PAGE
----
To the Editor,
Every queer person has faced some form of marginalization, but when the balance of privilege is uneven, they do not work together despite these differences. Instead, those of privilege end up ignoring the more marginalized members of their community. The privilege dynamics in the queer community actively participate in the constant oppression of the rest of its more marginalized members.
Privileged queer people often have a sense of guilt when they are forced to see the people they leave behind and contribute to their marginalization, and always struggle to find a way out of it. The most privileged ones tend to be white cisgender gay men. The amount of privilege they have is not only greater than the rest of the queer community, but it also actively participates in their oppression. There is almost no solidarity among the privileged members of the LGBTQ+ community to those that are more marginalized than them.
I have heard conflicting reasons for this divide. Many privileged members disregard queer radicalism and do not keep themselves educated about the constant developments in our movement. Many do not like confronting the pains that come with being queer and use their privilege to hide away from that. They are too uncomfortable being in a group full of marginalized people and many groups get reprimanded for their focus away from the privileged LGBTQ+ members. However, when one compares these complaints to the complaints white people have about groups of color, especially from those that never participate in such groups, one can quickly see a similarity with white guilt.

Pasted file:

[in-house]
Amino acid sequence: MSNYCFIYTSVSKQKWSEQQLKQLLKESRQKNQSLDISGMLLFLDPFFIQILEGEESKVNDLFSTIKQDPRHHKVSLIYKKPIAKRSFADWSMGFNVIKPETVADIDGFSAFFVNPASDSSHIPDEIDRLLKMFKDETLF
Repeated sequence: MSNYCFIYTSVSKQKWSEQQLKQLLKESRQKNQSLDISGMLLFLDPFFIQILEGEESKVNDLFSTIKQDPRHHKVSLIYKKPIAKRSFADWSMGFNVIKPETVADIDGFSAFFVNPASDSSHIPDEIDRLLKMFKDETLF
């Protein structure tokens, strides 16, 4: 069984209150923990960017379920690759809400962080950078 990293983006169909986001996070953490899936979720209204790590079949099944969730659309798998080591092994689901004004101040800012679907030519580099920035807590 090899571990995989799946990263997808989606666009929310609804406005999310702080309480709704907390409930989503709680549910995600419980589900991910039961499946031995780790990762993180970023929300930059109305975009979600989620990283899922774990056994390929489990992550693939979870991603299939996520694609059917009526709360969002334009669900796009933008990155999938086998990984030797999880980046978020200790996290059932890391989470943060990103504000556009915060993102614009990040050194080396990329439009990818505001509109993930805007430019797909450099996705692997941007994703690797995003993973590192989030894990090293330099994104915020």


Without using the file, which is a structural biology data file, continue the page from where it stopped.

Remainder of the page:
The marginalized queer community is being left behind. The silencing of oppressed LGBTQ+ individuals is a strong issue contributing to the erasure of queer history and the abandonment of the ideals we once fought for together. Instead, that privilege is being used to conform to the gender roles and patriarchal society that is responsible for our own oppression. Privileged queer students of Lawrence University, it is time you give us your solidarity.
—Nebal Maysaud ‘17, GLOW president